Festivals like Eid Al-Fitr and Eid Al-Adha have given rise to special delicacies. Iftar spread offers an amazing variety like “sakhana,” a thick sweet soup made of wheat, date, molasses, and milk; “masanif” (chicken-stuffed pastries); “fatta,” a meat and vegetable dish mixed with “khubz rakhal;” “mardouf” (made with dates) and “chilo” (rice flour pancakes). The making of “shuwa” calls for a celebration. The entire village participates in the cooking of “shuwa,” which consists of a whole cow or goat, roasted for up to two days in a special oven prepared in a pit dug in the ground.

Urban Experience

Muscat is the capital of Oman, and is located on the Gulf of Oman surrounded by beautiful mountains and desert. With a mix of intriguing history, upmarket shopping and stunning scenery, it’s a great place to explore.

Being the first of its kind in the region, the Opera House is a beautiful landmark to tour and with its busy yearly schedule one is sure to catch a great show while visiting the city. Also, the National museum is the newest addition to Oman’s cultural scene. The modern architecture of the building is the perfect contrast to what is held inside. Oman’s rich history since prehistoric times to modern times is on display for people to enjoy and learn from.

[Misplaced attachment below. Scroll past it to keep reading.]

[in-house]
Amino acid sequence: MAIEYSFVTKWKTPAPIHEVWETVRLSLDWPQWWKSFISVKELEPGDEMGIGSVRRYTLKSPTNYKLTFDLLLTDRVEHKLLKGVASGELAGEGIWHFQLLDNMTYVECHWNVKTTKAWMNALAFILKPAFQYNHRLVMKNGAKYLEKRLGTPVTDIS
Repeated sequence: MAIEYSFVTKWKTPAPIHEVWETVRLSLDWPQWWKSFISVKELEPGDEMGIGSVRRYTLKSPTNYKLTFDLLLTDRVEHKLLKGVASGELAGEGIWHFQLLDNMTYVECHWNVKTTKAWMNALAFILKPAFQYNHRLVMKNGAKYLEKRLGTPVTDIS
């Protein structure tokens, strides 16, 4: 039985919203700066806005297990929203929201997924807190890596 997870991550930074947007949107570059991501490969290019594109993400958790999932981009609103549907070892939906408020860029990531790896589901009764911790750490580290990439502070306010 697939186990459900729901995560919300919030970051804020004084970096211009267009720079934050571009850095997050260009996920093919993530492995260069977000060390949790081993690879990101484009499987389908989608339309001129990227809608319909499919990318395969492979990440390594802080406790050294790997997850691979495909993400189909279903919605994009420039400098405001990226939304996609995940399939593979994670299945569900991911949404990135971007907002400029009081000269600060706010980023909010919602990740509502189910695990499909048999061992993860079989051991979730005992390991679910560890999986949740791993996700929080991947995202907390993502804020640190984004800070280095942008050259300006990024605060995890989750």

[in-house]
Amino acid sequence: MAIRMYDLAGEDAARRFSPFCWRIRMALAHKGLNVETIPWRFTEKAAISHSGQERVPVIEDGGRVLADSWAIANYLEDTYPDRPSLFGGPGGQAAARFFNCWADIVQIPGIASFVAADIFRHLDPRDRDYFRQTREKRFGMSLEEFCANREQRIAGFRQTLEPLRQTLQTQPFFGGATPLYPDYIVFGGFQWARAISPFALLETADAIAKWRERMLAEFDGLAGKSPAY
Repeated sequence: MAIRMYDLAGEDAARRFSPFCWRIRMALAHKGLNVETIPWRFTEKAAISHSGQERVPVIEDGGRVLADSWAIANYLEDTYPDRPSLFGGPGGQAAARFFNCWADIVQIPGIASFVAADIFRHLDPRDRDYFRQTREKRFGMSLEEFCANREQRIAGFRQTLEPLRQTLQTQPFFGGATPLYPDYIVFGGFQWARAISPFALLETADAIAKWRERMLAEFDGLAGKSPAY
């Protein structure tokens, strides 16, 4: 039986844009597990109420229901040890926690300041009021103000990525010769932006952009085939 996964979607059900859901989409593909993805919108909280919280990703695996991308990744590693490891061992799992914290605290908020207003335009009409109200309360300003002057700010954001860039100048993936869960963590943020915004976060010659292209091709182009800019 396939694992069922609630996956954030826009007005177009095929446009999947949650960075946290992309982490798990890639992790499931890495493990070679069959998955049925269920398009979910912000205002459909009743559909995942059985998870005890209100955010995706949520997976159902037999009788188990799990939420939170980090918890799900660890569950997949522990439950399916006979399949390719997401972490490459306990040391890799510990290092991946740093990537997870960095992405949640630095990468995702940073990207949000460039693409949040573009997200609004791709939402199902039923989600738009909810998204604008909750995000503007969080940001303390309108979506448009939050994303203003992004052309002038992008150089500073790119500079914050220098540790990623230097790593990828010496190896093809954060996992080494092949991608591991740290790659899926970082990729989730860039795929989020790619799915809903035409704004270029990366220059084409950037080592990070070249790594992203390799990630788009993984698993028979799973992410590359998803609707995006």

A modern Islamic architecture masterpiece, the mosque holds the second largest Persian carpet in the world and once held the record for the largest in the world. The intricate handmade carpet took around 4 years to complete. The mosque also houses one of the most beautiful and largest chandeliers in the world, and the interiors are basically commissioned works of art. The grand prayer hall can accommodate up to 20,000 people all at once.